Are You Breaking Any of the Weirdest Laws in the World?
Thailand's No-Booze Rule
Famous for its gorgeous tropical beaches and exciting nightlife, Thailand is a popular tourist destination and the place to be for all those who want to have an unforgettable vacation. However, if your idea of having a great time also involves drinking cocktails all day long, make sure you stock up.
In Thailand, purchasing alcohol in stores between 2 pm and 5 pm, any day of the week, is illegal. Why? That’s when the kids are out of school, and officials don’t want them tempted.
Don't Lose Rover in Tasmania
Having a dog as a pet is great, but it’s also a huge commitment. You have to find time for your beloved four-legged friend and make sure that it gets enough of your attention.
If you are a dog owner living in Tasmania, you may want to pay extra attention that your pup doesn’t run away or get lost, as offering a reward with “no questions asked” is against the law.
Think Twice Before You Flush in Switzerland
Switzerland is not only famous for delicious chocolates and yodeling serenades, it’s also known as one of the best organized and well-regulated countries in the world.
Swiss citizens like to abide by the law, even when a law is a bit weird. For example, in Switzerland, one is not allowed to flush the toilet after a certain time. If you need to go to the loo after 10 pm and flush when you’re done, you are risking the penalty for noise pollution.
Chew at Your Own Risk in Singapore
If you happen to be in Singapore and want to treat yourself to a delicious bowl of dim sum, go ahead and enjoy your meal. Just make sure to restrain yourself from reaching for a pack of gum afterward.
Gum was banned in 1992 thanks to Singapore’s high standards for what constitutes cleanliness, but starting in 2004 regulations eased up substantially. You’ll still face a hefty fine for putting the stuff anywhere but in the garbage when you’re done with it.
Scotland's Unofficial Commando Kilt Rule
There are a couple of (unwritten) rules that apply to a kilt, one being that the kilt is not a skirt and one should never refer to it as such. Ever.
The second is that a true Scotsman should wear nothing under their kilt. At some point in the past 80 years, a ‘rule’ began making the rounds that any individual caught not going commando could be fined two cans of beer. Who exactly gets that beer isn’t specified.
Avoid Getting Pigeonholed in San Francisco
“Please do not feed the pigeons. There are dozens of reasons why, but mainly: feeding pigeons harms our neighborhoods and also harms the birds,” states the San Francisco Public Works website, reminding people that feeding pigeons on the streets or sidewalks of San Francisco is forbidden by the law.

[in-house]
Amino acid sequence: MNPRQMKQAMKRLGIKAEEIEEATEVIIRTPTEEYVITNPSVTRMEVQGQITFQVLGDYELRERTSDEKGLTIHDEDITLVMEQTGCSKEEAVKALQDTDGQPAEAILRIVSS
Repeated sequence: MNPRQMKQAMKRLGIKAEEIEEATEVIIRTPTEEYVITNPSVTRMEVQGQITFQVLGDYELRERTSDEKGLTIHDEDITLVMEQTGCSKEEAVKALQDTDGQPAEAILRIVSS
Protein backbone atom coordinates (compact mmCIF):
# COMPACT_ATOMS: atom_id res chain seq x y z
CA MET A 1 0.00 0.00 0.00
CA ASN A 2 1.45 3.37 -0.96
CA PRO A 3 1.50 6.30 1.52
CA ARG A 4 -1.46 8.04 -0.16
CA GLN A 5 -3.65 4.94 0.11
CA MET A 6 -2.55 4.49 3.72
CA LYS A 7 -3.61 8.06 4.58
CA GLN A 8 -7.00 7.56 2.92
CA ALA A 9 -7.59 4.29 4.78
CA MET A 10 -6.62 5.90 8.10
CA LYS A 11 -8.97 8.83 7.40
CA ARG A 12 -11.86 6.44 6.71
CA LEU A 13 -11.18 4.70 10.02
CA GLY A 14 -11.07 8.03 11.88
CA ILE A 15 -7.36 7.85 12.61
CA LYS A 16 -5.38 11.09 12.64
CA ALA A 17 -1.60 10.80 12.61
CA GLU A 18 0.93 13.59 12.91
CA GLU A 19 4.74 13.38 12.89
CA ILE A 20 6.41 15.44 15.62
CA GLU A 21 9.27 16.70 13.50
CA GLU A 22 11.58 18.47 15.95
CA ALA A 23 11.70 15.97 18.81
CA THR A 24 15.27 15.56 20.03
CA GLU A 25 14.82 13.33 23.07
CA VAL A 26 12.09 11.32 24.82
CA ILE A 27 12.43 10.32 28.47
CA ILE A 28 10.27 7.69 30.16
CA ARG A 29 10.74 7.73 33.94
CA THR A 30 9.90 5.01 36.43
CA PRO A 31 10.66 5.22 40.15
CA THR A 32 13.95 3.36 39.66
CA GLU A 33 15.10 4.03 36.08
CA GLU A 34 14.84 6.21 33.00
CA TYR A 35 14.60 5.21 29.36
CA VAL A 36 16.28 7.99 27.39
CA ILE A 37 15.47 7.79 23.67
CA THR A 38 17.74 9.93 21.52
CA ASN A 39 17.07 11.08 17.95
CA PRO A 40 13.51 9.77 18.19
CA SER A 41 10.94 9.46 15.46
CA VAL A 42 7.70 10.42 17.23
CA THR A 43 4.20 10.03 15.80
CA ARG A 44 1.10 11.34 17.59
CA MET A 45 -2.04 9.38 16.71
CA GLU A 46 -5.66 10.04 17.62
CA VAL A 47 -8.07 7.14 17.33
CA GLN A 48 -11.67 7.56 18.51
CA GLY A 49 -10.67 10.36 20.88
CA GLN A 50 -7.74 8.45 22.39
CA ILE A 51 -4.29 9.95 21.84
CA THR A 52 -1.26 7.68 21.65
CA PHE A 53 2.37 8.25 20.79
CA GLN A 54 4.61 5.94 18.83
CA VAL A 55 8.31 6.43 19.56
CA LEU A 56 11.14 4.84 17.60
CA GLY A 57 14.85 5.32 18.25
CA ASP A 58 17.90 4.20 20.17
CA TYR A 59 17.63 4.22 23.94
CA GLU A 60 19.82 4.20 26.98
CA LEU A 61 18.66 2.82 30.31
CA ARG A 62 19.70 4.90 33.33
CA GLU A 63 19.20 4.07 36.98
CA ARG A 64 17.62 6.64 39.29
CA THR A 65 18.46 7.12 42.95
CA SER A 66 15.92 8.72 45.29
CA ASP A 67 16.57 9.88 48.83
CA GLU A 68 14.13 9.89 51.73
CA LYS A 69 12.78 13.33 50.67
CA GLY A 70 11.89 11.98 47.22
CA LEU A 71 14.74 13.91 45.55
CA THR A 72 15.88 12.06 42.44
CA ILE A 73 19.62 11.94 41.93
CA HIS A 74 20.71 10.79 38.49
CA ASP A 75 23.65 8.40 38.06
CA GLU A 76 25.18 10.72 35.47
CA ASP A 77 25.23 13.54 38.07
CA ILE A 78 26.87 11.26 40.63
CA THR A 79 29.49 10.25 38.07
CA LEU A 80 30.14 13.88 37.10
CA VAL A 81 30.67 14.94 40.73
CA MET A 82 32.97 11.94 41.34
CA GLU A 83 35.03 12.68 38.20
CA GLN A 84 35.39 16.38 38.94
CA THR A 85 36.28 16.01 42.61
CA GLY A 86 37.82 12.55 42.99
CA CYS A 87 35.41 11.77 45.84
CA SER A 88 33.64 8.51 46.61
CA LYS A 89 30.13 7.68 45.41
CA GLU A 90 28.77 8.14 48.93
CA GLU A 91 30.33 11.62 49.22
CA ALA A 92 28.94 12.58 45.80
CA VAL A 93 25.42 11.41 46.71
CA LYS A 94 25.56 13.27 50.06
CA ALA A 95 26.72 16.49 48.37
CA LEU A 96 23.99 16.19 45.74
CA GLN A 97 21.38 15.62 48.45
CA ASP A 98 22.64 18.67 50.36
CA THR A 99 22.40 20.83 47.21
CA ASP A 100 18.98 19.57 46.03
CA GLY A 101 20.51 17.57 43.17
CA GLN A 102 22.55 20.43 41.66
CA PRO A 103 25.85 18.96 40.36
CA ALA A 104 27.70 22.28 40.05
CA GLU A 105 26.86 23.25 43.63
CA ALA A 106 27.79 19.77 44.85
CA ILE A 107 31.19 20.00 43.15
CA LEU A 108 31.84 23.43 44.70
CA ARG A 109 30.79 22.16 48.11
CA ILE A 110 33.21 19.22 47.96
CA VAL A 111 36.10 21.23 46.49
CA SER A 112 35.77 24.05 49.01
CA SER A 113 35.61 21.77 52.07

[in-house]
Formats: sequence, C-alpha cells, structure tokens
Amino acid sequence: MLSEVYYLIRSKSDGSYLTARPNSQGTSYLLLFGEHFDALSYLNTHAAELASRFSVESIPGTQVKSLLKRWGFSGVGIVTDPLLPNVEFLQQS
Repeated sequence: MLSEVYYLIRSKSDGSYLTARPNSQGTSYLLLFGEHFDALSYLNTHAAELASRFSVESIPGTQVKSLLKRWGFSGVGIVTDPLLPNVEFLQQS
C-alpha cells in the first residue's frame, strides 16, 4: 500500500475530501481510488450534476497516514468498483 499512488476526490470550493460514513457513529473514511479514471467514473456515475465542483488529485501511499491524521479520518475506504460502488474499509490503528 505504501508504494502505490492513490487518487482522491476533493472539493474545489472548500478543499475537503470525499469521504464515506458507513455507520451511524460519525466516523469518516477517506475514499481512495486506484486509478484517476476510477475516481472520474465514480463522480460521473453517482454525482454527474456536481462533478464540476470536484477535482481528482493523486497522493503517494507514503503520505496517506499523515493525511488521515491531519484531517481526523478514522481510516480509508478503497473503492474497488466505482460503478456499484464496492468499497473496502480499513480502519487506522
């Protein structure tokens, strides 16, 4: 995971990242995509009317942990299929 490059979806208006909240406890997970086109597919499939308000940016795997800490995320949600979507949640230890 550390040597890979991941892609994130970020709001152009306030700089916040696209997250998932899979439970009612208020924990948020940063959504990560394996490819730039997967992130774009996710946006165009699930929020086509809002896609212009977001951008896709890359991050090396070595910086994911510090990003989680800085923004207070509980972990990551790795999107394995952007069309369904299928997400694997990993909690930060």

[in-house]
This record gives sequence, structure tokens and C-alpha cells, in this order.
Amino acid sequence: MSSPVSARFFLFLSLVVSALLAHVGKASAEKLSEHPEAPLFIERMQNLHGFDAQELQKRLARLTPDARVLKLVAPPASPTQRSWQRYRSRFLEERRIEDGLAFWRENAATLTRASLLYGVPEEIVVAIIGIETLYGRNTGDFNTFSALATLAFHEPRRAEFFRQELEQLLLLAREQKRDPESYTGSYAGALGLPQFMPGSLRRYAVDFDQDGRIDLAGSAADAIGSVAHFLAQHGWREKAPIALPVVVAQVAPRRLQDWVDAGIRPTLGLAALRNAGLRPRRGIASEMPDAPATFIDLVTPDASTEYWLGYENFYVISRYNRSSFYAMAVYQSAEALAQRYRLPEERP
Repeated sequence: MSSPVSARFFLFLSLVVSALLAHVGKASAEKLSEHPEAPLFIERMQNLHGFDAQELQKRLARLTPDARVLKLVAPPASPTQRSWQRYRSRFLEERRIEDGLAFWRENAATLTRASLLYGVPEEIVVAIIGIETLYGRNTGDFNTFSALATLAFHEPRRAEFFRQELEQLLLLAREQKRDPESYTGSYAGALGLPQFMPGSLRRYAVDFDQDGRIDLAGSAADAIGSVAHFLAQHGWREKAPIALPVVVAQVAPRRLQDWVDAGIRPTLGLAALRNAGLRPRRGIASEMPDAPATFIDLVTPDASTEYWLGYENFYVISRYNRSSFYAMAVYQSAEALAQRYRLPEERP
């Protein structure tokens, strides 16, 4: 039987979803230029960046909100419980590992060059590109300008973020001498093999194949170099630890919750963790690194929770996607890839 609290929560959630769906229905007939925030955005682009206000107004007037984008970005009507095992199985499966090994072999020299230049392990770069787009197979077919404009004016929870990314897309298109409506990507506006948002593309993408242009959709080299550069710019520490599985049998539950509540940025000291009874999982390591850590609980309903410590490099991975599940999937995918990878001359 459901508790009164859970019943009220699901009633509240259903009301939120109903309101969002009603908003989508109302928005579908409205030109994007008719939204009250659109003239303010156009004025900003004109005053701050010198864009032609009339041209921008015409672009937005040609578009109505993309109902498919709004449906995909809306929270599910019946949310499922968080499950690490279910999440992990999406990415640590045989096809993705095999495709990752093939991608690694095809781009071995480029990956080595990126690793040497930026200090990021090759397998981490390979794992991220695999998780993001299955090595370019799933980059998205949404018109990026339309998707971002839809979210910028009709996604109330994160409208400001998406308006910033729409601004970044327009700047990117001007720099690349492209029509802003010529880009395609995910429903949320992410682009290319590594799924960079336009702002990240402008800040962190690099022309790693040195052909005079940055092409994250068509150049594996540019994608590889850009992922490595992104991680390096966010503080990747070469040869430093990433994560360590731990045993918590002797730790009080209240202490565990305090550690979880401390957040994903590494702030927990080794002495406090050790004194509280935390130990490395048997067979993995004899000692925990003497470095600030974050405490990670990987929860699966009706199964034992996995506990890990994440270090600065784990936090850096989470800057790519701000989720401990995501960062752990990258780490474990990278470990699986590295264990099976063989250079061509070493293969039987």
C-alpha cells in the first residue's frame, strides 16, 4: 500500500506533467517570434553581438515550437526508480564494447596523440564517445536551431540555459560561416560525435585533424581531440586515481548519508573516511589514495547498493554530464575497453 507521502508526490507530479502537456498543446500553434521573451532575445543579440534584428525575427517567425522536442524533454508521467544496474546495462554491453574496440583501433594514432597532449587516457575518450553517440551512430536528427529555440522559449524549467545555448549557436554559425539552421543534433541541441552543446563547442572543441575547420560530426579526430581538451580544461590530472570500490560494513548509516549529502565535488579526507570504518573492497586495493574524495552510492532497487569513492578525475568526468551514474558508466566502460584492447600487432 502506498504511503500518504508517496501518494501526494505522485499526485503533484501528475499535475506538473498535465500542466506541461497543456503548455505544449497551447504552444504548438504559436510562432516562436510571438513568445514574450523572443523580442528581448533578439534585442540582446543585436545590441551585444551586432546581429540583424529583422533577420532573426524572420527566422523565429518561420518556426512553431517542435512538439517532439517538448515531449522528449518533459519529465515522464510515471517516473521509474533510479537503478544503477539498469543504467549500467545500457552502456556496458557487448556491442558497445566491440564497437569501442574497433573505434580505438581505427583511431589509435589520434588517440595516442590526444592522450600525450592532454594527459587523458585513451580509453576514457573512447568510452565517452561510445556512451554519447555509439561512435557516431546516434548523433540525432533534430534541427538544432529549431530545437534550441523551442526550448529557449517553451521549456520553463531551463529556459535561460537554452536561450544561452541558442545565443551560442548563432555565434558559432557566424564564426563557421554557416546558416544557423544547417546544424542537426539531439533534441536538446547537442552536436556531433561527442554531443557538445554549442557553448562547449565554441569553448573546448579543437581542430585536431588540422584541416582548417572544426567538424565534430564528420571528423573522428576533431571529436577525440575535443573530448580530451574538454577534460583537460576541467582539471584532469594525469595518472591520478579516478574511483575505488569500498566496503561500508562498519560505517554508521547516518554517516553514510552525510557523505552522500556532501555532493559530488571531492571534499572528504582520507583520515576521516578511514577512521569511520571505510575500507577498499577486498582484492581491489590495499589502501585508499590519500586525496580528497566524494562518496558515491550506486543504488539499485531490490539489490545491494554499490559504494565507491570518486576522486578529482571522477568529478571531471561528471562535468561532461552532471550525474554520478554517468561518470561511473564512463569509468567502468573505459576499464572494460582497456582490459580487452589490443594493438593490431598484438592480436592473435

According to the same source, this law also applies to other indirect actions that may help the pigeon population get out of control, like leaving garbage around and even feeding pets outside.
There's Nothing Fishy About Cruelty to Animals in Rome
Cruelty to animals is a crime — no arguing there. Anyone who acts irresponsibly towards animals and mistreats them must be sanctioned.
The only trick is figuring out the definition of mistreatment as it pertains to a specific animal. For example, keeping only one goldfish in a bowl is not very nice as these lovely creatures are a sociable species. The city of Rome recognizes this as cruelty and treats it as such within their legal system.
Keep Your Urine Out of the Ocean in Portugal
There are many weird laws around the world, but it seems that Portugal maybe went too far with this particular one: They’ve declared peeing in the ocean unlawful. We can all agree that urinating in public is rude and should be regulated by law, but can the act of peeing in a vast ocean really be considered a crime?
It turns out it can and it is in Portugal, so better make sure not to wee-wee when in the ocean waters of Portugal.
Poland Is Not a Fan of Pooh
While some parts of the world are working on gender neutrality, the small Polish town of Tuszyn seems to be going in a different direction. It looks like the people of Tuszyn (or at least their representatives in the public administration) prefer to stick to old traditions of having two specific and separate genders.
The gender-free Winnie the Pooh (generally described as ‘he’) is banned due to him being an “inappropriate hermaphrodite” character that is missing pants and genitals.
Oklahoma's Wild Footwear Law
Lots of pet owners like to dress up their precious four-legged loved ones in cute costumes, but the citizens of Oklahoma must be careful what garments they chose.
Some outfits are forbidden for animals, especially if they include footwear. Putting the hind legs of any type of farm animal in boots is strictly prohibited there, so this cute little goat and their owners are safe for now as long as it wears the shoes only on its front legs.